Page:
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CEO accountability can boost a company's values, says UBC study

Attributing poor performance to internal factors like leadership can result in higher analyst forecasts.
Findings from the study can also be applied to situations in sports and politics.

Admitting to a mistake or taking accountability for a business’s poor performance is not a favourable position for any CEO.

While this may be viewed as a sign of weakness, it could have the unexpected consequence of boosting a company’s value, according to a new study from the University of British Columbia (UBC).

More than 35,000 CEO conference calls to investors were analyzed as part of the study. These calls spanned 12 years, from 2002 to 2013.

The study focused on whether leaders attributed company and quarterly performance to outside factors such as economic shifts and supply issues or if they attributed performance to internal factors like leadership and decision making.

If a company performed poorly and a leader attributed this to internal factors, a company’s analyst forecast is higher than if this performance were attributed to external factors.

“When the performance was unfavourable and CEOs pointed to internal factors – things they were responsible for, they scored higher in integrity — and that higher integrity in turn yielded higher financial forecasts,” said UBC Sauder professor Daniel Skarlicki.

On the other hand, when a company performed well, the way that CEOs explained this performance did not have a significant impact on analyst forecasts.

“We found that CEO accounts didn’t matter a whole lot when the company performed favourably,” said Skarlicki, who co-authored the report with UBC Sauder associate professor Kin Lo, Rafael Rogo from the University of Cambridge and Bruce Avolio and CodieAnn DeHaas from the University of Washington.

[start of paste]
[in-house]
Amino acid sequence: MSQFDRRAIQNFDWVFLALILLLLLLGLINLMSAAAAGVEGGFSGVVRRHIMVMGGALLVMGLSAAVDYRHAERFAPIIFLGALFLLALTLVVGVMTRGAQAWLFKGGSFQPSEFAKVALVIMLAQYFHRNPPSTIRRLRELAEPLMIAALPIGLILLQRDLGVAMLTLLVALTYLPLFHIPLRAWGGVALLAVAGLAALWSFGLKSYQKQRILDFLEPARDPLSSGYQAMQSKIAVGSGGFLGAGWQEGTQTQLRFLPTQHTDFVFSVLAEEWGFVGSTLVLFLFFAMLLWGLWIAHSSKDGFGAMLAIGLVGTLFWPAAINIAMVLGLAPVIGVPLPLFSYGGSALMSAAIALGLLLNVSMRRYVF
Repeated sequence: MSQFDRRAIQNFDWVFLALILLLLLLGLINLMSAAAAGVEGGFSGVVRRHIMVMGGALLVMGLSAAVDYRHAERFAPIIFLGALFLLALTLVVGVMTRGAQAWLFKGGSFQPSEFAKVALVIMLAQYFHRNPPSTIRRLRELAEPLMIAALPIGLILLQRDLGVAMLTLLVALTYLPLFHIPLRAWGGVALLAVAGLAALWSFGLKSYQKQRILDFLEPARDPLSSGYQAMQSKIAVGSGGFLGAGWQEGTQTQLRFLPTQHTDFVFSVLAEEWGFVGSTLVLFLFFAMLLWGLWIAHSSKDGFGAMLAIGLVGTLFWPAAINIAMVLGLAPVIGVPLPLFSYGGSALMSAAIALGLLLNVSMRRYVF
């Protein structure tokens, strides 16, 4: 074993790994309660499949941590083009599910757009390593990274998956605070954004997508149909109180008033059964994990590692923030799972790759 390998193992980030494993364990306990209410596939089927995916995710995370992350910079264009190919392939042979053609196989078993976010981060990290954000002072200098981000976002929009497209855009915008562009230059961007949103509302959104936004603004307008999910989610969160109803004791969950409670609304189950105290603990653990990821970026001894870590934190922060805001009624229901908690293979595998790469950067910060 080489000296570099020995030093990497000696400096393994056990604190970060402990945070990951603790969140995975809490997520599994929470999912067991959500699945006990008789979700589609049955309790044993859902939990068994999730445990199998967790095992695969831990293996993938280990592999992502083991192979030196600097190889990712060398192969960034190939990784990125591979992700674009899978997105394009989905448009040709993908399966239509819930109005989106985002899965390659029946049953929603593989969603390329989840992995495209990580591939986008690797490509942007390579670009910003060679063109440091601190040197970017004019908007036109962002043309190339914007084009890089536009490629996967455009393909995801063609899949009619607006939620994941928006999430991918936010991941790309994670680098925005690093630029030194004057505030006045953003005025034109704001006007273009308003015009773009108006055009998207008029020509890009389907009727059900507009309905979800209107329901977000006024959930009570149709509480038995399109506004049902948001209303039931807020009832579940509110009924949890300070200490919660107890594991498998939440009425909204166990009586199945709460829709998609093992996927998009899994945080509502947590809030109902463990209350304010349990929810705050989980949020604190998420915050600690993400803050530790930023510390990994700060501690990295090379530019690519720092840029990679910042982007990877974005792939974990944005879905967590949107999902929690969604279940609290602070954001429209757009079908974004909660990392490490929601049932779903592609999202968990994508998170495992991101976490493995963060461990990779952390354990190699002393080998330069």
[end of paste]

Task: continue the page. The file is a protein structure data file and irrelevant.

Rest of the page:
Not only are the findings of the study applicable to business cases but can be used in sports or politics. The way leaders explain wins and losses can have an impact on the way that the public perceives them, according to the study.

“Leaders avoid being accountable for failures because they feel like it’s a risk or a potential danger. But observers actually view leaders who are truthful, accountable and transparent more favourably,” said Skarlicki. “We were also excited that we could actually quantify the financial payoff of integrity, and the bottom line is that accountability matters. Deflecting responsibility can be a bad strategy.”

In addition to studying real calls between CEOs and investors, the study created financial earning call scripts and distributed them to 300 financial analysts. These analysts were asked to share their perceptions on the CEO and provide a forecast.

The forecasts and perceptions mirrored the results from the initial phase of the study.

Skarlicki attributes the phenomenon of receiving positive valuations when taking accountability to the “actor-observer bias,” the report said.

“When a business does well, the CEO tends to credit internal forces, but outside observers are more likely to attribute the success to external factors. Similarly, when things go wrong, the CEO often points to outside forces, while outsiders scrutinize the CEO. When a CEO admits their mistakes, it can make them seem more trustworthy which can benefit the company,” the study said.

In 2014, Microsoft Corp. acquired Nokia Corp.’s mobile phone division for over $7 billion to compete with Apple Inc. and Google. The deal ended up being a failure with Microsoft Corp. CEO Satya Nadella taking action.

“Nadella took immediate responsibility and initiated a massive restructuring with a focus on cloud computing and productivity software. Their stock price ultimately soared,” said the study.